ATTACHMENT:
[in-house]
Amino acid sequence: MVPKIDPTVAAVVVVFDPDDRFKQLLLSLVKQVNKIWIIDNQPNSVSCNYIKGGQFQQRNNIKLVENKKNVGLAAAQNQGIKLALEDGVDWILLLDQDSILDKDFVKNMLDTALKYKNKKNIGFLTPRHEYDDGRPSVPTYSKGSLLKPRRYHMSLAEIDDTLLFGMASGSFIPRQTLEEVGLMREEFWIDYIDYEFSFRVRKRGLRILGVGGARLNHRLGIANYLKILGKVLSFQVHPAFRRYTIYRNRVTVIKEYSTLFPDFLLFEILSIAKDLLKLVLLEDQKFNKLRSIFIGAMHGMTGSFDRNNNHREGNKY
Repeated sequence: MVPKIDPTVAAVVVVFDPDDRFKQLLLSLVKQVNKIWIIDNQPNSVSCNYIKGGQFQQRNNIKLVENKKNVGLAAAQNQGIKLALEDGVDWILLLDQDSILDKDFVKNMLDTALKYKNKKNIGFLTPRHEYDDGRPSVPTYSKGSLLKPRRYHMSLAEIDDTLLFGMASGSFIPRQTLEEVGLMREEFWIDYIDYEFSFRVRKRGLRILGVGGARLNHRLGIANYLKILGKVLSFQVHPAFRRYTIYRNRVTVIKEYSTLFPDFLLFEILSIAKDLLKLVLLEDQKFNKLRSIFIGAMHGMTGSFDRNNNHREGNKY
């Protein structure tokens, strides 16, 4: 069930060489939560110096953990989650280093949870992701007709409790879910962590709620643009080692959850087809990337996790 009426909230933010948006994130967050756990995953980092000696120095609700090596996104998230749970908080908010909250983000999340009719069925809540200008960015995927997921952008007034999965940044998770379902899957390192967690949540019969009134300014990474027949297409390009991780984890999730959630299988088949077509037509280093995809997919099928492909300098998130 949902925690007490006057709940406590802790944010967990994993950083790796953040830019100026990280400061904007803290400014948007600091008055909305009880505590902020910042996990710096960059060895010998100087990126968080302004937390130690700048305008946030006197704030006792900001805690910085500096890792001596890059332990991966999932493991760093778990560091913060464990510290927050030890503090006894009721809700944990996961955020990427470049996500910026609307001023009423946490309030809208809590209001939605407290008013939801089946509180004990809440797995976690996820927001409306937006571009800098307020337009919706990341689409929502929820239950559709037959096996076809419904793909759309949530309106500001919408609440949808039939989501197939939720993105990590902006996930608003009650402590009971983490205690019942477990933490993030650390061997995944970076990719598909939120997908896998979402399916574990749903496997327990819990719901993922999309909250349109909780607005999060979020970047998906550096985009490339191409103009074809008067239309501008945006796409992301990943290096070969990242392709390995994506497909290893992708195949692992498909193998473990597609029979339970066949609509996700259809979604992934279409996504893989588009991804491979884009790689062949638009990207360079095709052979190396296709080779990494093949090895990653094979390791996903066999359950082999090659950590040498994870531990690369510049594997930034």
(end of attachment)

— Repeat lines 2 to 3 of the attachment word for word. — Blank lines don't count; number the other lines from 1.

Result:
Amino acid sequence: MVPKIDPTVAAVVVVFDPDDRFKQLLLSLVKQVNKIWIIDNQPNSVSCNYIKGGQFQQRNNIKLVENKKNVGLAAAQNQGIKLALEDGVDWILLLDQDSILDKDFVKNMLDTALKYKNKKNIGFLTPRHEYDDGRPSVPTYSKGSLLKPRRYHMSLAEIDDTLLFGMASGSFIPRQTLEEVGLMREEFWIDYIDYEFSFRVRKRGLRILGVGGARLNHRLGIANYLKILGKVLSFQVHPAFRRYTIYRNRVTVIKEYSTLFPDFLLFEILSIAKDLLKLVLLEDQKFNKLRSIFIGAMHGMTGSFDRNNNHREGNKY
Repeated sequence: MVPKIDPTVAAVVVVFDPDDRFKQLLLSLVKQVNKIWIIDNQPNSVSCNYIKGGQFQQRNNIKLVENKKNVGLAAAQNQGIKLALEDGVDWILLLDQDSILDKDFVKNMLDTALKYKNKKNIGFLTPRHEYDDGRPSVPTYSKGSLLKPRRYHMSLAEIDDTLLFGMASGSFIPRQTLEEVGLMREEFWIDYIDYEFSFRVRKRGLRILGVGGARLNHRLGIANYLKILGKVLSFQVHPAFRRYTIYRNRVTVIKEYSTLFPDFLLFEILSIAKDLLKLVLLEDQKFNKLRSIFIGAMHGMTGSFDRNNNHREGNKY